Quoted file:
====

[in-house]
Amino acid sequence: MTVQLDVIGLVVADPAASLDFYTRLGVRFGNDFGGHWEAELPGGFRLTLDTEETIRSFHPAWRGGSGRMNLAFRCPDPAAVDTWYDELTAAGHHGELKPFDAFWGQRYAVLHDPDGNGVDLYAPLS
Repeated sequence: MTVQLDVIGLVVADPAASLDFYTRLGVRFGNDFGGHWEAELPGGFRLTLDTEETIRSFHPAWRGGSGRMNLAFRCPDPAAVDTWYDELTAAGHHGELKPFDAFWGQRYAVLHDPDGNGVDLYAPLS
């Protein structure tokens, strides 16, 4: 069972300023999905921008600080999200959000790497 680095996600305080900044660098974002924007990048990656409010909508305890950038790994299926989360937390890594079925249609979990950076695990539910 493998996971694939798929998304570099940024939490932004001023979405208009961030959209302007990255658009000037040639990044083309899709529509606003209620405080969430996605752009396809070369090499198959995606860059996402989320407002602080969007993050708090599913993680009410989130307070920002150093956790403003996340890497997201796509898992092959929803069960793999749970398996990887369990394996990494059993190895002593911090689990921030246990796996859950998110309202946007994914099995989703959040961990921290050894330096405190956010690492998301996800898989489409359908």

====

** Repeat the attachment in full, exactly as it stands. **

[in-house]
Amino acid sequence: MTVQLDVIGLVVADPAASLDFYTRLGVRFGNDFGGHWEAELPGGFRLTLDTEETIRSFHPAWRGGSGRMNLAFRCPDPAAVDTWYDELTAAGHHGELKPFDAFWGQRYAVLHDPDGNGVDLYAPLS
Repeated sequence: MTVQLDVIGLVVADPAASLDFYTRLGVRFGNDFGGHWEAELPGGFRLTLDTEETIRSFHPAWRGGSGRMNLAFRCPDPAAVDTWYDELTAAGHHGELKPFDAFWGQRYAVLHDPDGNGVDLYAPLS
């Protein structure tokens, strides 16, 4: 069972300023999905921008600080999200959000790497 680095996600305080900044660098974002924007990048990656409010909508305890950038790994299926989360937390890594079925249609979990950076695990539910 493998996971694939798929998304570099940024939490932004001023979405208009961030959209302007990255658009000037040639990044083309899709529509606003209620405080969430996605752009396809070369090499198959995606860059996402989320407002602080969007993050708090599913993680009410989130307070920002150093956790403003996340890497997201796509898992092959929803069960793999749970398996990887369990394996990494059993190895002593911090689990921030246990796996859950998110309202946007994914099995989703959040961990921290050894330096405190956010690492998301996800898989489409359908």